How many times have you heard some variation to the old adage, You can’t add apples and oranges? I dare say, we’ve all heard it repeatedly and may have used the phrase ourselves. It creates a good image and is helpful in understanding a variety of concepts. As it happens, I think it also helps in understanding parallel structure, also called parallel construction or parallelism.
Of course with parallel structure, we’re talking about words and phrases and clauses, not fruit, but the concept is still the same.
The point of parallel structure, like most grammar, is to create clarity and readability:
Parallel structure adds both clout and clarity to your writing. When you use parallel structure, you increase the readability of your writing by creating word patterns readers can follow easily.(“Parallel Structure,” Evergreen Writing Center)
The key, I believe, to utilize parallel construction consistently is the idea of creating word patterns—or putting all the oranges together and all the apples together.
At the word level, parallel structure “adds” nouns with nouns, verbs with verbs, and adverbs with adverbs. Hence, in a list, all the items need to be of like kind:
Catlyn enjoys writing, reading, and sleeping.
Jordan likes books, movies, and to take long walks.
However, these words must also be in the same form. Hence, a verb ending in -ing should not be “added” to a verb in the infinitive form, or the to- form.
Oscar gained a reputation for his blocking, catching, and running.
DeShawn likes hitting blockers, tackling ball carriers, and to strip the ball from the runner.
At the phrase level, parallel structure “adds” phrases of like kind, constructed in a similar way.
Whether at the ball park or at the skate rink, he was always on the go.
Whether at the mall or shopping on line, she’s always looking for a bargain.
Not As Parallel As It Could Be:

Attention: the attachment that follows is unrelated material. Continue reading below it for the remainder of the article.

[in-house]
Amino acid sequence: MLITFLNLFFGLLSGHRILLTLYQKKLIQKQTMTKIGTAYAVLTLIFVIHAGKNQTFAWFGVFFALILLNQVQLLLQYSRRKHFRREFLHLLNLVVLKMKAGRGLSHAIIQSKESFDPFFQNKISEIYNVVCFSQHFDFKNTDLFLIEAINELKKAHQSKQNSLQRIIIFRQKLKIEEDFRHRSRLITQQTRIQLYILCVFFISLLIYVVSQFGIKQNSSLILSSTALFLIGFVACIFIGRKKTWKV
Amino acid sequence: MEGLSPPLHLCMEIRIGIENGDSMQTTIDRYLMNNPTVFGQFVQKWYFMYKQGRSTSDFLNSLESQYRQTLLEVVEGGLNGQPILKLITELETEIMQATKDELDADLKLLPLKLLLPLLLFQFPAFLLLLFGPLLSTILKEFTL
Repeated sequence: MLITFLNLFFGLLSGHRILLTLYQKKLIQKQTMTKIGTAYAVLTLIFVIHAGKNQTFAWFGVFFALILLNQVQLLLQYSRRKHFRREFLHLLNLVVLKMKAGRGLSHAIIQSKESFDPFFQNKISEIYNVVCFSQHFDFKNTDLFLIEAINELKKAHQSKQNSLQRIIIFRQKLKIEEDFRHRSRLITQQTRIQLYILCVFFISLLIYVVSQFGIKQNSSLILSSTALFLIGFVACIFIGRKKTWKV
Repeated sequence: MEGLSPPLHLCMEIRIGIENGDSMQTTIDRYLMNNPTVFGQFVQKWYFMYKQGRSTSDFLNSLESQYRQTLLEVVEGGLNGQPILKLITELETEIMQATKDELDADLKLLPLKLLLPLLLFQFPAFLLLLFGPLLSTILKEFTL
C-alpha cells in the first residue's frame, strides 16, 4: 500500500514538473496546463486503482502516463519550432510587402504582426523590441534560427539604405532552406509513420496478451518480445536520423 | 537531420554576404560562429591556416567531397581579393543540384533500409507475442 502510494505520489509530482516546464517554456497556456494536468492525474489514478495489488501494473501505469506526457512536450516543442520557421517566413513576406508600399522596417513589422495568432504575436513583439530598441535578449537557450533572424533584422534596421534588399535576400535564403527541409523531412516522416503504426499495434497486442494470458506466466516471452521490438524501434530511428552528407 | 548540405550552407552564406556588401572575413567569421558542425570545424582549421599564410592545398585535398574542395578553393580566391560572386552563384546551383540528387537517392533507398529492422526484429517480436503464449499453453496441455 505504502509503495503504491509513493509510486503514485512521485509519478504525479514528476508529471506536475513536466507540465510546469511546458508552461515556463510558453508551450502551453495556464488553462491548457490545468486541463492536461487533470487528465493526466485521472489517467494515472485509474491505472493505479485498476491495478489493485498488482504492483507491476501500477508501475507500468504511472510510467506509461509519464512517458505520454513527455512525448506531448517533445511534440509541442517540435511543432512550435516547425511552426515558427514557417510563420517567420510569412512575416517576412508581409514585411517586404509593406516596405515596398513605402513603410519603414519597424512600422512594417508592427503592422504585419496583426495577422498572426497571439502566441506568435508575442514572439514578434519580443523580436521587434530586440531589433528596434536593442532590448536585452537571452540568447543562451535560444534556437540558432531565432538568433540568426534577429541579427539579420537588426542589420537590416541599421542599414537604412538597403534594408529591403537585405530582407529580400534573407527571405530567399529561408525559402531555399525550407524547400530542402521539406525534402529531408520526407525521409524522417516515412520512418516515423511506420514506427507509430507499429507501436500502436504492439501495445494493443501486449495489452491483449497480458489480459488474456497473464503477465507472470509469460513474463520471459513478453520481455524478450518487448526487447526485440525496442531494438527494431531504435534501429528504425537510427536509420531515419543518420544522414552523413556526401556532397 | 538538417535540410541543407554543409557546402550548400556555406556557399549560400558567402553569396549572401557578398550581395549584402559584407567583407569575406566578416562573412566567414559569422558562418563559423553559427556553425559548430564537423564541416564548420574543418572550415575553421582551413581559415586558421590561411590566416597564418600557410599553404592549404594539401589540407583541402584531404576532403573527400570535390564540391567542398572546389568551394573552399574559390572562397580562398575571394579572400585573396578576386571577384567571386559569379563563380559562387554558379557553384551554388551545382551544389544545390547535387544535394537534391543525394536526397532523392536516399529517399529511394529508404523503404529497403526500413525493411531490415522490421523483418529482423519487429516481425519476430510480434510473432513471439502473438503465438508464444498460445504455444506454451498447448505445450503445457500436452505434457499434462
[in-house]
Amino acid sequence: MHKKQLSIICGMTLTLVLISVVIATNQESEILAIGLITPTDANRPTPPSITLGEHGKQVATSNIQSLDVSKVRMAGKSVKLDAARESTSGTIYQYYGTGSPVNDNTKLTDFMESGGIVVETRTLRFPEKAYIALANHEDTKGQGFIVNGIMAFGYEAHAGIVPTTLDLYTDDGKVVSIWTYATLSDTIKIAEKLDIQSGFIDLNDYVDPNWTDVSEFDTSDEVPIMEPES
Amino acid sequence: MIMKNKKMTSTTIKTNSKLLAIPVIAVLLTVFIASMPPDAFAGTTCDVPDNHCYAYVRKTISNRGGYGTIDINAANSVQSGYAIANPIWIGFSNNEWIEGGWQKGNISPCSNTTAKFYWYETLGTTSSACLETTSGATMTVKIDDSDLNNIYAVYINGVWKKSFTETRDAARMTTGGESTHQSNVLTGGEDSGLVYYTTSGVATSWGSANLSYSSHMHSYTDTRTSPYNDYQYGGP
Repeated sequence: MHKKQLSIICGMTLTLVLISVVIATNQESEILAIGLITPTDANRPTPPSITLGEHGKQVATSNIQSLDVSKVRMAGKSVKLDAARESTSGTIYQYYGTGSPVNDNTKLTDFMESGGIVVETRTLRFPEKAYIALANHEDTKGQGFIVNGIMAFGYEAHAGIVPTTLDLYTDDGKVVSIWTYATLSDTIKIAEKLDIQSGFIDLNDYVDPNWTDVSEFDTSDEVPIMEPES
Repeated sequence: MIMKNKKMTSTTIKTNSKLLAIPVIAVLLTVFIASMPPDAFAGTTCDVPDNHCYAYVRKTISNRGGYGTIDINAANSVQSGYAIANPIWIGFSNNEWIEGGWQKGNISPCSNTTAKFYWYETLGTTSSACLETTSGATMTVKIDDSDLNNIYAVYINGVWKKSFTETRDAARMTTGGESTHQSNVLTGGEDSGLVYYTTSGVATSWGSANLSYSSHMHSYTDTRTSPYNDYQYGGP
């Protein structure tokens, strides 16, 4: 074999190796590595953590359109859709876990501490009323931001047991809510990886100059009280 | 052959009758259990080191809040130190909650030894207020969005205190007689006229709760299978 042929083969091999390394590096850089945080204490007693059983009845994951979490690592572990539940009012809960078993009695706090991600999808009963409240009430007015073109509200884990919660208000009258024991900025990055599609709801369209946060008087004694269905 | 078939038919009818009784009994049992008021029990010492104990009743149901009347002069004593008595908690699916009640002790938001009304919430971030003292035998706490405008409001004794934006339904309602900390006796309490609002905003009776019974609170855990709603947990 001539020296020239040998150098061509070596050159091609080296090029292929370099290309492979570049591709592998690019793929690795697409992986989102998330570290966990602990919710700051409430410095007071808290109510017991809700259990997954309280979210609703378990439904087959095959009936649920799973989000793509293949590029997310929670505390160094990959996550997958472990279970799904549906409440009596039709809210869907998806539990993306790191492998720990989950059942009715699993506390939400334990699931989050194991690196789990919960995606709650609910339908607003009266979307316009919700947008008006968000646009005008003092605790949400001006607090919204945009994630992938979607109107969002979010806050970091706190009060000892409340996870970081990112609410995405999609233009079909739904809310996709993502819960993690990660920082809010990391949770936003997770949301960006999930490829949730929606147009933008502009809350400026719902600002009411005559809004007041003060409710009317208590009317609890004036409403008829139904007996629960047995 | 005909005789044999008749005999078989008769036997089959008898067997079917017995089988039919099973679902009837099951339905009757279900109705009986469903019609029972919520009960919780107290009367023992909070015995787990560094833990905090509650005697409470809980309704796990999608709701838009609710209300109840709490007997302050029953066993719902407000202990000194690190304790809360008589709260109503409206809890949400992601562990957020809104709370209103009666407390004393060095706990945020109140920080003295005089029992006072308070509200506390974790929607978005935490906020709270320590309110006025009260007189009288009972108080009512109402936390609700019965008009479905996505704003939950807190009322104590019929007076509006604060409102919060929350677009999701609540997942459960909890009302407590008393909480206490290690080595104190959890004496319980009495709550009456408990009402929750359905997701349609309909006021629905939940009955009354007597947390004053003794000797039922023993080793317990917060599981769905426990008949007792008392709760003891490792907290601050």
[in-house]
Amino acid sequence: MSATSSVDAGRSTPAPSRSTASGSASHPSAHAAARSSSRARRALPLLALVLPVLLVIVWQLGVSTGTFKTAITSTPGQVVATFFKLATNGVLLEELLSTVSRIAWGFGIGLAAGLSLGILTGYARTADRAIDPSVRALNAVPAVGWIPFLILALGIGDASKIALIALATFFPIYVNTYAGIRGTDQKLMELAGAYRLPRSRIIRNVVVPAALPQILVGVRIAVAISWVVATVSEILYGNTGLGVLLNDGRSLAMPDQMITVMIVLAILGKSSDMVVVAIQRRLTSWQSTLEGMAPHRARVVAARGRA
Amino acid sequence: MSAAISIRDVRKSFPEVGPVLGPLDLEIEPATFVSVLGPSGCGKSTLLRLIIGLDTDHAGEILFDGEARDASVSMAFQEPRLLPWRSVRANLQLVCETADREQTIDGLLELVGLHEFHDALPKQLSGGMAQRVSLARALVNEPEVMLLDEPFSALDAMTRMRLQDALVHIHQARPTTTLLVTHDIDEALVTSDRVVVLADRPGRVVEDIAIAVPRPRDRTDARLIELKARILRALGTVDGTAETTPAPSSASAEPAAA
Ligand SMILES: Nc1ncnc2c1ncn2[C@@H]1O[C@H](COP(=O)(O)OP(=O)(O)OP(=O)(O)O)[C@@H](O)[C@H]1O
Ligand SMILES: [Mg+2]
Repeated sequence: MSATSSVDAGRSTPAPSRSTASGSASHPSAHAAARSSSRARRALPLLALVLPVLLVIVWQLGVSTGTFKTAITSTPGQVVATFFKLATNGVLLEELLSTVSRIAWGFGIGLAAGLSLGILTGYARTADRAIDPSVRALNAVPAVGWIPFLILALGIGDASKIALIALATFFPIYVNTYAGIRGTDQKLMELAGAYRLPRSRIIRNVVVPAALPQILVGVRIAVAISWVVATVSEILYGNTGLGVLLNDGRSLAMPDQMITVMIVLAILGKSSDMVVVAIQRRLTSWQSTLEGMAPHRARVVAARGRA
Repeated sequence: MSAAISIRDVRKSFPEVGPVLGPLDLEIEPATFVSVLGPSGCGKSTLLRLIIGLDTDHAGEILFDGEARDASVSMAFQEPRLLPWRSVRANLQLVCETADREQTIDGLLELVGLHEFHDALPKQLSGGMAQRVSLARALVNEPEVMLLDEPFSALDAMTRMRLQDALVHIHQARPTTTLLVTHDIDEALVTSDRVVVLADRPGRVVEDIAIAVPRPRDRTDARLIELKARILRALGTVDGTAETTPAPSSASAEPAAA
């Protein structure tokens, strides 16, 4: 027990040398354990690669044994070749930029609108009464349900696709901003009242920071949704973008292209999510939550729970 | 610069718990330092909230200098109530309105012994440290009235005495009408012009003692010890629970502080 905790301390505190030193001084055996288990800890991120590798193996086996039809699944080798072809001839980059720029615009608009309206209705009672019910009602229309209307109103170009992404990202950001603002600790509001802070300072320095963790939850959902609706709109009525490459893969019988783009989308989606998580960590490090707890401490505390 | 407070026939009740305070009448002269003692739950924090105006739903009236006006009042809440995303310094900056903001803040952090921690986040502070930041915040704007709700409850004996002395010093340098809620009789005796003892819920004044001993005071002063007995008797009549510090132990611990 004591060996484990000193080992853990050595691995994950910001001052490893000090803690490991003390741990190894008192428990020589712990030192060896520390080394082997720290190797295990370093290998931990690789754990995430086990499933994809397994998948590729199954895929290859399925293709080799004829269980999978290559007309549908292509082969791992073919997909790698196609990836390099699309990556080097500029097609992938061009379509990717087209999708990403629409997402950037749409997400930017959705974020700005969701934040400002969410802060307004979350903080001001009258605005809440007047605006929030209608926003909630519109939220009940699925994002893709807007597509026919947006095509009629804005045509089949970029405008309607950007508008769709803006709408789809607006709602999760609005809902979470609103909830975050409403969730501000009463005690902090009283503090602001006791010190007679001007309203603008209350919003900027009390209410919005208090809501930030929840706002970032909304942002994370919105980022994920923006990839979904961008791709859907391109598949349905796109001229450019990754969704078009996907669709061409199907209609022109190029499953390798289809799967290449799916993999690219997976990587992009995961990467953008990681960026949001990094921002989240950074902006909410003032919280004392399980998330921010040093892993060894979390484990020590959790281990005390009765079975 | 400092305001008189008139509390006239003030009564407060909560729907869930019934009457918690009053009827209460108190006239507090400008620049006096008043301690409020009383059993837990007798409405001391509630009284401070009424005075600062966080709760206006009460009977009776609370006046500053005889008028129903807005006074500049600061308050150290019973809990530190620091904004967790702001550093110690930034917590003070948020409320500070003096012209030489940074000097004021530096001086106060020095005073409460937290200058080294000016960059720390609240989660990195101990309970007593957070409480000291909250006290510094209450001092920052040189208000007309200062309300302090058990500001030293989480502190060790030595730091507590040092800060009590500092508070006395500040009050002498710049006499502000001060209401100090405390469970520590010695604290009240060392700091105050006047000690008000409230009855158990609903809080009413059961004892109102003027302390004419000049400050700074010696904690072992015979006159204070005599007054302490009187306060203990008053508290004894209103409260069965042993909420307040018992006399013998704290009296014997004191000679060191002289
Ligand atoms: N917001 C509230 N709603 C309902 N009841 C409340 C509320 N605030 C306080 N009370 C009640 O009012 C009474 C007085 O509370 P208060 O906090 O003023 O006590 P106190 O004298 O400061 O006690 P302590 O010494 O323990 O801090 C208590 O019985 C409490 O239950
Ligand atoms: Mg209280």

Whether by himself or with a group of other guys, he always found something to do.
The last example is not technically lacking in parallelism—the conjunction and “adds” two prepositional phrases. However the first one has no modifiers and the second one has another prepositional phrase modifying it. If the rhythm in the paragraph requires strict parallelism, this last example doesn’t do it.
Here are a few similar example.
Not As Parallel As It Could Be:
He pulled out a box of toys, a pile of comics, and a couple shoes. [The first two nouns are described by prepositional phrases, the last one is not].
Ary prefers driving fast cars, drinking strong drinks, and lounging in front of the TV. [The first two verb forms have objects, the last one is described by a sequence of prepositional phrases].
Parallel structure also applies to compound clauses, that is, to a group of words with a subject and verb.
Dad often spoke of his older sister who put herself through college but who never did anything with her education.
The coach told his players that they should play as a team, that they should share the ball, and not to be selfish.
As with words and phrases, form also matters in the structure of parallel clauses.
The shopper expected that she would find a new dress, that a salesman would ring up her purchase, and that the item would be bagged. [The first two verbs are active, the last is passive].
Apples and oranges. Keep them separate. Your readers will thank you, though they probably won’t know what you’ve done to make your writing so clear and so easy to understand.